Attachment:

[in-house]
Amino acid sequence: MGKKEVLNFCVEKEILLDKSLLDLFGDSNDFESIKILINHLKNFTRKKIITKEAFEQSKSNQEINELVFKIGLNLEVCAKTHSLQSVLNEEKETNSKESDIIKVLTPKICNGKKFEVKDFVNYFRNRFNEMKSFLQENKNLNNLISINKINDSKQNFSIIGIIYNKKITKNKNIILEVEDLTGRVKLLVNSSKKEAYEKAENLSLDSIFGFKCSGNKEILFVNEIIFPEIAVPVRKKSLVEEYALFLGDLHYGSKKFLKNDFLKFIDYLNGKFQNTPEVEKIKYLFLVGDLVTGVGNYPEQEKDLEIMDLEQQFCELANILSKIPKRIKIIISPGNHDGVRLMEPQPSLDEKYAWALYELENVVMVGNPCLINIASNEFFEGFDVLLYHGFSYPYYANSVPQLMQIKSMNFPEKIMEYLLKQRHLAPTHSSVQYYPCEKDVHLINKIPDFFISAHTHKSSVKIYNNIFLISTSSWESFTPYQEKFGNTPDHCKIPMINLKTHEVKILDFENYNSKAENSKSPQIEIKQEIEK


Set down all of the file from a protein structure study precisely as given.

[in-house]
Amino acid sequence: MGKKEVLNFCVEKEILLDKSLLDLFGDSNDFESIKILINHLKNFTRKKIITKEAFEQSKSNQEINELVFKIGLNLEVCAKTHSLQSVLNEEKETNSKESDIIKVLTPKICNGKKFEVKDFVNYFRNRFNEMKSFLQENKNLNNLISINKINDSKQNFSIIGIIYNKKITKNKNIILEVEDLTGRVKLLVNSSKKEAYEKAENLSLDSIFGFKCSGNKEILFVNEIIFPEIAVPVRKKSLVEEYALFLGDLHYGSKKFLKNDFLKFIDYLNGKFQNTPEVEKIKYLFLVGDLVTGVGNYPEQEKDLEIMDLEQQFCELANILSKIPKRIKIIISPGNHDGVRLMEPQPSLDEKYAWALYELENVVMVGNPCLINIASNEFFEGFDVLLYHGFSYPYYANSVPQLMQIKSMNFPEKIMEYLLKQRHLAPTHSSVQYYPCEKDVHLINKIPDFFISAHTHKSSVKIYNNIFLISTSSWESFTPYQEKFGNTPDHCKIPMINLKTHEVKILDFENYNSKAENSKSPQIEIKQEIEK